Experts assert that the renewable energy in the U.S. continues to develop, despite the president's policy of curtailing clean energy development projects and promoting energy on fossil fuels.
More than five months have passed since the announcement of Donald Trump about the U.S. wish to withdraw from the Paris Climate Agreement. During this period, the entire world saw the serious intent of the States leader to curtail the implementation of the clean energy development plan, which Barack Obama (a predecessor of Trump as the U.S. President) was promoting.
As reported by the Development Director of the Union of Concerned Scientists Alden Meyer, “The leadership of the country prefers coal and other pollutive fossil fuels and at the same time tries to slow down the introduction of clean technologies, here's the situation. The trend is obvious: investments in renewable energy and the generation of energy by it should continue to go up in order to confront Trump.”
In turn, the leaders of many states and cities channel their efforts towards combating climate change, and the manpower employed in renewable energy is constantly growing throughout the country. For example, according to the U.S. Department of Energy, the number of people employed in solar energy increased by 24.5% over the last year, coming up to the level of 374 thousand people. And the employment of workers in wind power has increased by 32% over the year and now amounts to 102 thousand people. On the contrary, only 187 thousand people are employed in the field of traditional energy on fossil fuels.
A climate change expert Michael Mann, a professor at the University of Pennsylvania, states, “Regardless of what the government says and does, it is quite possible that the U.S. will still achieve emission reduction under the Paris Agreement. This day, the aspiration to develop renewable energy, which is observed at a local and state levels, and the commitments of major companies give the majority of scientists a hadle to believe that the U. S. will achieve its objectives set in Paris.”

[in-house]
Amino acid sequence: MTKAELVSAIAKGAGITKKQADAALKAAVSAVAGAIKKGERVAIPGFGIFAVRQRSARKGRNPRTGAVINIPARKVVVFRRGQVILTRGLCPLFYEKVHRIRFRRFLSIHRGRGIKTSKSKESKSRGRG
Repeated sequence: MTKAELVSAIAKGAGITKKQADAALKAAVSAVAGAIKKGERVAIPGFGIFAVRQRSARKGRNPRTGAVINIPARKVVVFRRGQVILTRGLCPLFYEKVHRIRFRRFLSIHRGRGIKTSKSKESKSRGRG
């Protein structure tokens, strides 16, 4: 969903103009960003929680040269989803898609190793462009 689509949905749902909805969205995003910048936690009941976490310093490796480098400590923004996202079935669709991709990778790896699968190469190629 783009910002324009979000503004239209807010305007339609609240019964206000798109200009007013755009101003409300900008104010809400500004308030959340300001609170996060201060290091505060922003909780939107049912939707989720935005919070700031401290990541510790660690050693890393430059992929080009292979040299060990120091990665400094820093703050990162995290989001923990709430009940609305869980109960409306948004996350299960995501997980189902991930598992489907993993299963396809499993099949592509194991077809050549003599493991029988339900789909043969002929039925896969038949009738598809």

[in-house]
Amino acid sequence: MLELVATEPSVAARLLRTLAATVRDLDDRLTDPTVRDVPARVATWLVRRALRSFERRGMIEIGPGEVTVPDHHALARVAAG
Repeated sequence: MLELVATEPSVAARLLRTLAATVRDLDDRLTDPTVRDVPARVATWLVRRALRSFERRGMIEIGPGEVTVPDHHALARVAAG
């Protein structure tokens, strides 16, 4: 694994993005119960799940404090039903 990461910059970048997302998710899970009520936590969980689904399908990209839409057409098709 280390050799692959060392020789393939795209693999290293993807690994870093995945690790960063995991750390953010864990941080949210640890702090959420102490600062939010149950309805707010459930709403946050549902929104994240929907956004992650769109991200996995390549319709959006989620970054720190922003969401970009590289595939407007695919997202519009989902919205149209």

“People in the U.S. business community know that climate change is a serious problem and it is important to fulfill international obligations,” says Frank Maisano, the Senior Director of the Bracewell Law Firm. “I know that there are people in the presidential administration who are at one with us.”
The former mayor of New York, billionaire Michael Bloomberg organized the movement “We are Still” (“in the Paris Agreement” is meant). This movement involves 1,800 businessmen and investors, 252 cities and 9 states, including California, the largest state actively supporting the “green ideas”. Michael Bloomberg reports, “The "We are Still" initiative is crucial, for it testifies that there is another side to America, and it is not Trump, and you shouldn't wait for 3-4 years of the presidential term to begin to cooperate with the real America, which remains committed to the Paris Agreement.”